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How to set up a Flutterwave store for your business and receive payments globally

Flutterwave Store is simple to use because it is designed to bring businesses that are offline, online with minimal hassle.



In recent years, online shopping has become mainstream because it provides easier and more convenient ways to browse for products, compare prices from a number of vendors, make payments, and receive goods without leaving one’s comfort zone.

According to Statista, the number of online buyers in Nigeria increased steadily between 2017 and 2019. In 2019, the number of shoppers reached 76.6 million, out of a population of over 200 million people.

One of the most popular social platforms that people can leverage to sell their products is Flutterwave.

READ: Olugbenga Agboola: The making of the Co-founder of Flutterwave – Nigeria’s $1bn Startup

Flutterwave is an African-focused payments company focused on helping banks and businesses provide seamless and secure payment experiences for their customers. During the pandemic, the company launched Flutterwave Store to help businesses operate effectively wherever they are.

Flutterwave Store is simple to use because it is designed to bring businesses that are offline, online with minimal hassle.

READ: DEAL: Flutterwave raises $170 million Series C Round, now valued at $1 billion

What is Flutterwave Store?

Flutterwave Store is simply the best and easiest way to launch and manage an e-commerce business that accepts payments from anywhere in the world without creating a website.


With Flutterwave Store, you can easily upload products, set prices, and (in some markets) have their integrated delivery partners pick up when you have an order and deliver to your customer.

READ: USSD service disruption: MTN to use Flutterwave, Opay, Kuda, other payment channels

How to set up a Flutterwave store for your business

Setting up a store on Flutterwave is quite easy;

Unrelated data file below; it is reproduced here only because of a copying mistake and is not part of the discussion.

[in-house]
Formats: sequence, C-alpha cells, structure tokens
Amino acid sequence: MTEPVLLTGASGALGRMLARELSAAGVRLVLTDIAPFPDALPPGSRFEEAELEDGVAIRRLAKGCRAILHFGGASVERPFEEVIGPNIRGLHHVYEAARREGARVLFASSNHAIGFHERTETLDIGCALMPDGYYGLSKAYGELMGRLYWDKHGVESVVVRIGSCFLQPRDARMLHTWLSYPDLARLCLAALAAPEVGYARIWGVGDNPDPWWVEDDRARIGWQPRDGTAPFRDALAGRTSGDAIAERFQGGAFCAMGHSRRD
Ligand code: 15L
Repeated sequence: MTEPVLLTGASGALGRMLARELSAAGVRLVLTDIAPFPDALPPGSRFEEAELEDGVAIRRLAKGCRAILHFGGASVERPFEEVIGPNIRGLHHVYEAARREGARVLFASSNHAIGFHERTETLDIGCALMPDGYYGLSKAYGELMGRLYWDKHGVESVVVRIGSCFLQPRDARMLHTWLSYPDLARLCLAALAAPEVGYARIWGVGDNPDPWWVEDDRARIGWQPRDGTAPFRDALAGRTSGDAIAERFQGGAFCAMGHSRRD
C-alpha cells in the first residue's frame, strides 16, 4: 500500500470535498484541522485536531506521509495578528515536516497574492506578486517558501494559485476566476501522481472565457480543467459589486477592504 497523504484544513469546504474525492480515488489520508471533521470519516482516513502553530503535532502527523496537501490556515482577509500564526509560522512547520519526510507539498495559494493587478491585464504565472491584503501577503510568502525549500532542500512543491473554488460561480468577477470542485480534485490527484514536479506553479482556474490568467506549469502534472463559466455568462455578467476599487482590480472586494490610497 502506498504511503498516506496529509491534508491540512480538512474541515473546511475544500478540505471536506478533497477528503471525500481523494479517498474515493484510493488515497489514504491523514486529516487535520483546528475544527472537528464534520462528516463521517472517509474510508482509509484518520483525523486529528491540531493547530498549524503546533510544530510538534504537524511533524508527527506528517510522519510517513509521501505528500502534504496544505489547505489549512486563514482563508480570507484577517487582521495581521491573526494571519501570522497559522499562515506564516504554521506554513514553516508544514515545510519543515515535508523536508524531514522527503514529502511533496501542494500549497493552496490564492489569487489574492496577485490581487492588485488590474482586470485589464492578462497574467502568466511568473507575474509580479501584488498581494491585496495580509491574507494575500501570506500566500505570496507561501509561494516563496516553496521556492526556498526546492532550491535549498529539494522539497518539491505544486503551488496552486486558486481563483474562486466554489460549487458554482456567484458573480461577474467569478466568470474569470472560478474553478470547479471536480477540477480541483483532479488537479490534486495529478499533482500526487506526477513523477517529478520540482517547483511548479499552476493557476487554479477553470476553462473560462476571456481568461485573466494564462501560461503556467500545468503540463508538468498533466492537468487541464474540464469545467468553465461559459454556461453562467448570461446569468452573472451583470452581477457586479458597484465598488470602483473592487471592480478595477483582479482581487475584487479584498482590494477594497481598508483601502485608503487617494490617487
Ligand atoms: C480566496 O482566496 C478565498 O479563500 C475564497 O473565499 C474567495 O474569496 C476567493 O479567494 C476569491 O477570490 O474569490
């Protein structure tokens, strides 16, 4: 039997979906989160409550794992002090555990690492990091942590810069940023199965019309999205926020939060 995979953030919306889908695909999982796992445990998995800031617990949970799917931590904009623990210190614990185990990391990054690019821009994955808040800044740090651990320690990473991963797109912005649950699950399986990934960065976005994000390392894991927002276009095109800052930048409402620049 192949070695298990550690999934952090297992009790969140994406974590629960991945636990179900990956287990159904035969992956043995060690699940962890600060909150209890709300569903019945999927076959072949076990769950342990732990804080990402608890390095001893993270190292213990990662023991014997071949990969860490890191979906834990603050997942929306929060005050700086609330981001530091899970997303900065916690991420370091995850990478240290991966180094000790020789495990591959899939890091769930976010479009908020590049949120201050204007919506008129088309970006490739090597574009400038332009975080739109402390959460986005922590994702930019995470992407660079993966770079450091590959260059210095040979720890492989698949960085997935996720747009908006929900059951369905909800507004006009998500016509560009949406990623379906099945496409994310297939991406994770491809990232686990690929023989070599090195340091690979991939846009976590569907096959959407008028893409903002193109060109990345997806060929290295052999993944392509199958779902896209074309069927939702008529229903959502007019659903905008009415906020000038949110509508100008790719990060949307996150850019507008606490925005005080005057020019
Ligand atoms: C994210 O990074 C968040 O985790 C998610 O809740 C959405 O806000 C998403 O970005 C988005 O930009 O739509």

• Create an individual or business account on Flutterwave for free. If you already have an account, login.
  • Navigate to (Store) on your dashboard and create a store.
  • Edit the store name to a name you want to use and add a description about your store.
  • Click ‘Complete Setup’. A store link will be generated and displayed on your dashboard.
  • Add products and specifications, including images.

Once you’re done, the details of your product will immediately be available on your dashboard.

You can now share your store link to prospective customers or add it to your social media pages.

READ: Flutterwave, One pipe, and funding raised by Nigerian Tech startups

How to receive payments with Flutterwave mobile app

You can also download the Flutterwave mobile app for receiving payments. The Flutterwave mobile app turns any smartphone into a mobile POS. You can generate a payment link inside the app and share it with anyone to pay you, using their card as they would do with a physical POS.

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The benefit of also having the mobile app is that it accepts more payment types than any physical POS can accept. Card payments, bank transfers, Paga, Mobile Money, PayPal, USSD, the possibilities are endless.

You can also track fulfilled and pending orders, add new products and check your balance directly on the app.

READ: Paypal’s Venmo now permits cryptocurrency trading

Why Flutterwave store matters to your business

While the move to selling and shopping online was accelerated by the pandemic, it has now changed consumer behaviour as shoppers are more than happy to stay home and complete their purchase online.

Owning a Flutterwave store makes running your business more convenient as it eliminates certain barriers such as security risks, secured payment method, etc.

Janet John is a graduate of Chemical Engineering from the University of Uyo. She specializes in technical writing where she creates easy to read documentation, articles to clearly and efficiently explain highly complex processes. When she is not writing, she works as a freelance front-end developer

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    Market Views

    Ethereum breaks $4000 and 5 Big Takes for the week

    The 2nd week of May promises to be a profitable week, spurred on by the activities of last week.



    What you should know before investing in Cryptocurrency

    The 2nd week of May promises to be a profitable week, spurred on by the activities last week. Here are the key events that affected the economy and markets last week.

    What are the regulators doing?

    CBN made the news in two major ways. Firstly, the apex bank indefinitely extended the Naira4dollar scheme for diaspora remittances. The initiative rewards recipients N5 for every $1 they receive through IMTOs and commercial banks. It was initially supposed to end on May 8th. Many analysts we have spoken to seem to believe this is another form of naira devaluation.

    Another interesting news from the CBN was its plans to reject the continuous importation of maize in Nigeria.

    READ: Why Ethereum is becoming more attractive than Bitcoin

    What fixed income opportunities are available?

    Last week the DMO (Debt Management Office) announced an offer for subscription of the May 2021 Federal Government Savings Bond to investors.